Posted in Legislative Research on Jun 08, 2018

A attempt by an lower house MP to reform the Myanmar National Human Rights Commission has recently failed in the National League for Democracy-controlled parliament. U Ba Shein of Kyaukphyu Constituency (Rakhine State) submitted an amendment to the legislation signed by then-president U Thein Sein on 28 March, 2014. The amendment introduced on 23 May would enable the commission to launch investigation into the cases for which any court has passed a verdict, which they are not allowed by the current law.

The Rakhine National Party MP argued that citizens were rejected their fundamental rights are complaints to the commission are not accepted as they somewhat engaged in court proceedings. As the parliament considers the acceptance of the bill, the National Human Rights Commission member offered their opinion that the proposed amendment went against the principle of the separation of power and principles set by United Nations for the national human rights institutions, and the commission, being independent organization, were not bound to make legally binding decisions. He ensured that the commission would only provide recommendations to different government agencies as per the current legislation.

The Supreme Court judge, in his statement to the parliament, said there were writs which the highest court could deliver as a tool of check and balance against other branches of the government and the parliament should not undermine the judicial independence by considering the amendment.

The bill was down by the votes of 328 Noes and 5 Abstentions while only managing to rally 38 Yes.

The State of the Commission

The commission could send recommendations for actions to different government agencies after considering complaints of human rights abuses. Public offices are legally required to report back to the commission within 30 days of their implementation of recommended actions. But in practice, only a few organizations report back to the commission and most of them were just ignored. The commission’s ability was then limited by the restrictions not to get involved in any judicial proceedings and even in cases the court passed the verdict.

Although there must be consideration for separation of power, the commission should be reformed to become the one that could ensure the human rights compliance in any branches of the government.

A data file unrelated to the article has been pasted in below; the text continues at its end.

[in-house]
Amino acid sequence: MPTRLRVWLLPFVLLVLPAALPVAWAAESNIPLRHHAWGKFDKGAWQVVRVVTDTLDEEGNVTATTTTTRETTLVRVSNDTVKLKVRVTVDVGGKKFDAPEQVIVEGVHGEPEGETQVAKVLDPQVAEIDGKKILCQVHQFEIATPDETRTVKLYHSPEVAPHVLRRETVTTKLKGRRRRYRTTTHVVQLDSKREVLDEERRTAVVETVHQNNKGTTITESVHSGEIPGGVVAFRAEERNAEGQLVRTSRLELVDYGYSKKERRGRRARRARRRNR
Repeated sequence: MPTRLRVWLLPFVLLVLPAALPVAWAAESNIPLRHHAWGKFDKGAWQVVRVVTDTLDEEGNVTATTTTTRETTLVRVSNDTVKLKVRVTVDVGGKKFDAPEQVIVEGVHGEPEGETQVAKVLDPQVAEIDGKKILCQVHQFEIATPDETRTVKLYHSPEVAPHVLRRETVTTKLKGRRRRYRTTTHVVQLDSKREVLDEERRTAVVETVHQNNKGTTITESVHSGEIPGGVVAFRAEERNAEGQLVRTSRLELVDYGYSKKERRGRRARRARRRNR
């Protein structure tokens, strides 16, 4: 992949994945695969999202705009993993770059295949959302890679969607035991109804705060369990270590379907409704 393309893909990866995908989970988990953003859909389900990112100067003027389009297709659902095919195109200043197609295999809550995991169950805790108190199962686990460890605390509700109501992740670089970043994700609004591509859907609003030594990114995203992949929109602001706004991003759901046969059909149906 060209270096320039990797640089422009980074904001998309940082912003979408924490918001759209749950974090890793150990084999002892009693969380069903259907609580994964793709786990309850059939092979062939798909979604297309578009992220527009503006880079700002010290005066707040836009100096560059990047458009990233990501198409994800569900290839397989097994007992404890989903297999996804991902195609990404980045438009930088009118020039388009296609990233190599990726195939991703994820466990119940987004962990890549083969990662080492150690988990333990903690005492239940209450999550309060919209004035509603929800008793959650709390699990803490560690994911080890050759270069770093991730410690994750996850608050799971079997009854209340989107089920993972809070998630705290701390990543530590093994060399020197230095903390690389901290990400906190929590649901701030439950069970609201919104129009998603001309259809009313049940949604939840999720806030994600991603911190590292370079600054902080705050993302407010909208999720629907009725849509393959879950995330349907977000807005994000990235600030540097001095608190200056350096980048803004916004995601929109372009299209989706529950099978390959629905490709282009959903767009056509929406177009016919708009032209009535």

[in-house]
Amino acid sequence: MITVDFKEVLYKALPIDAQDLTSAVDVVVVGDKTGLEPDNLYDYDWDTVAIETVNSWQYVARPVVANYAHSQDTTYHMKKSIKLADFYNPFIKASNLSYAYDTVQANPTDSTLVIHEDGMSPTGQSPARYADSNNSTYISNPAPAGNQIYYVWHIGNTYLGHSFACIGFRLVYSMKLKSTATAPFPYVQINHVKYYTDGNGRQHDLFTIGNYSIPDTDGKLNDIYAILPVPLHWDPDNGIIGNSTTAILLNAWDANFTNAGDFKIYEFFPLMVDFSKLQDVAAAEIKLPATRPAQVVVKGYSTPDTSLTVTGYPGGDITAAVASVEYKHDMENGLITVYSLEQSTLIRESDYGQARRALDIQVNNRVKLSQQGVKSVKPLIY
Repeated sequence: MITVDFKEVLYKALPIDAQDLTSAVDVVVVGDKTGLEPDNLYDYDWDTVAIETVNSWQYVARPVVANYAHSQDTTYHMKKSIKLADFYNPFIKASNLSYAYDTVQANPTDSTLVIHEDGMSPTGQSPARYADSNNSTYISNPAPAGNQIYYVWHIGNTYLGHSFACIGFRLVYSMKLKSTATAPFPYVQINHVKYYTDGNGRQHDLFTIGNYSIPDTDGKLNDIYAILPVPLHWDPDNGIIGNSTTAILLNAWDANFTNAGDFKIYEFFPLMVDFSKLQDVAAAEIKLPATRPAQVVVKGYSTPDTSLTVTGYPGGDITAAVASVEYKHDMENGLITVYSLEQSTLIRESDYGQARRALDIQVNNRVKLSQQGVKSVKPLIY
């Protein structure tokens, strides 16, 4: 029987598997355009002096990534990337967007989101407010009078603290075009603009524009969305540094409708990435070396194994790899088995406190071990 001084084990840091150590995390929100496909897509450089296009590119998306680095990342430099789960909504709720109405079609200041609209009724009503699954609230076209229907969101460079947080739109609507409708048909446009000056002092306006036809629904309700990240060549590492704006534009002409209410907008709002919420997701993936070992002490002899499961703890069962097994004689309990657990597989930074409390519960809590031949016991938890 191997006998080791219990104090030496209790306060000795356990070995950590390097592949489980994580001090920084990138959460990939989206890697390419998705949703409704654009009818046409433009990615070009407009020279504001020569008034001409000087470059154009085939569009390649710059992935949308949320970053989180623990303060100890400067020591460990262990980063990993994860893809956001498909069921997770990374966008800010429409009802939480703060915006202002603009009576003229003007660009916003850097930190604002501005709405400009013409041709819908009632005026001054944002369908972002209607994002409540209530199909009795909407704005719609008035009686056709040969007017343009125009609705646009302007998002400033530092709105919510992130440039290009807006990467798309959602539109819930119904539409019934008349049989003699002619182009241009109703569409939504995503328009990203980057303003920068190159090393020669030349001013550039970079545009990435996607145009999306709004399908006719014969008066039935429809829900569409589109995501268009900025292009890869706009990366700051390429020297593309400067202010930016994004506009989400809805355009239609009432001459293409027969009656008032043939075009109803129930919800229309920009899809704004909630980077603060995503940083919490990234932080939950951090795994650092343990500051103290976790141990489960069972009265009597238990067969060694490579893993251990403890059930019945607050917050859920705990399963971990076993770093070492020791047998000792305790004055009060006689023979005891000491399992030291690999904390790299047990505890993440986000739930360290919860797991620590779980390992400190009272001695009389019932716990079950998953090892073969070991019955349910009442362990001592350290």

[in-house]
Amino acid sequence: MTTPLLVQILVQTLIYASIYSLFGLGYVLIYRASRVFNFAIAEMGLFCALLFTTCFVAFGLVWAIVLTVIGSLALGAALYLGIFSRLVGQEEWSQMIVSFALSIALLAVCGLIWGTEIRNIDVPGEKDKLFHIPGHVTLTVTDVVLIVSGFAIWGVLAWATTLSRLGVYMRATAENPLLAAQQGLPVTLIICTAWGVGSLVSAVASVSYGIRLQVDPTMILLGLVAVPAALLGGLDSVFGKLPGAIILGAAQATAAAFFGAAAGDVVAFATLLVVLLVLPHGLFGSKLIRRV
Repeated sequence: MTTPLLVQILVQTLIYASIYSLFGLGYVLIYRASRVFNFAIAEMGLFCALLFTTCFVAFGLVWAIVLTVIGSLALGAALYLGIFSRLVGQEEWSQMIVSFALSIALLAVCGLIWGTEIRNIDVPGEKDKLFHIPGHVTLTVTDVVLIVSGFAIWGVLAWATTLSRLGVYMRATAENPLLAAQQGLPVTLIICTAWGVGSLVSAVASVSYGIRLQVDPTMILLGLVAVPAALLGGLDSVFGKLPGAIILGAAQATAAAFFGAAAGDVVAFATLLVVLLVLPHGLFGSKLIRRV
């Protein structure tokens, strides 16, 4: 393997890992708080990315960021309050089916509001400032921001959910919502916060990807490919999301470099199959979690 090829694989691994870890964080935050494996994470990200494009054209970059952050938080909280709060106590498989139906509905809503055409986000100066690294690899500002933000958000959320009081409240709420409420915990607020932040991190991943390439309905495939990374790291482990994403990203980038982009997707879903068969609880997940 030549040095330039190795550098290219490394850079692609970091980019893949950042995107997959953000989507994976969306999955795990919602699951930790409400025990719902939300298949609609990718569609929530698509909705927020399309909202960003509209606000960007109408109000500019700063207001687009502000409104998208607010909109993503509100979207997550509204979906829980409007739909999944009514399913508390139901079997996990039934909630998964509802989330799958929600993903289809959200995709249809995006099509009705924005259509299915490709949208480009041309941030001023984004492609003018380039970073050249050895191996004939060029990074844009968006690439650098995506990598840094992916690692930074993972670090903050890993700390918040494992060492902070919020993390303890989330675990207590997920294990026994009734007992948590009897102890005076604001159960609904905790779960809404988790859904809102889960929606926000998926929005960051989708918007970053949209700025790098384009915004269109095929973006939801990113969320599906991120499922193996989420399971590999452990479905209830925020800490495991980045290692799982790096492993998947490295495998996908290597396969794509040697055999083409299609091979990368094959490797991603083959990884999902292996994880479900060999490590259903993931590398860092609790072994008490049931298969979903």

It is true as the commission argued that the commission is funded by the state and must be an independent human rights body. But the Paris Principles that set the guidelines for the national human rights body said that the national commissions “shall examine the legislation and administrative provisions in force, as well as bills and proposals, and shall make such recommendations as it deems appropriate in order to ensure that these provisions conform to the fundamental principles of human rights”. A toolkit for national human rights bodies produced by UNDP-OHCHR states that the human rights body should focus on “monitoring the independence and impartiality of the judiciary and its capacity to adjudicate cases fairly and competently.” It’s clear that the human rights body should be considered a partner in considering human rights abuse litigations and they should even be allowed to launch litigations themselves as an independent entity.

The Reluctance of the Parliament

As the bill has been distributed to MPs for some time because it is a private bill which requires acceptance vote, it could be assumed that MPs have enough time to consider the bill. The amendment would require even more tweaks to effectively reform the institution through the process of deliberations. Sadly it was an opportunity lost after the overwhelming rejection. There is a big question mark on NLD-controlled parliament whether they think the current institution is effective in addressing human rights violations.

If UN standards are to be referred, we should also remember that UN rates the Myanmar National Human Rights Commission in Category (B) which says it only partially follows the set principles.

This opportunity to change the current state of affairs was ended abruptly in just one afternoon of vote. There was no one deliberation from MPs who could well be informed about the commission’s condition through three annual reports submitted to the house. Although this attempt ended in vain, we still hope there would be more attempts to reform these institutions in this term of the parliament controlled by NLD which has set the human rights their priority when they rallied for votes.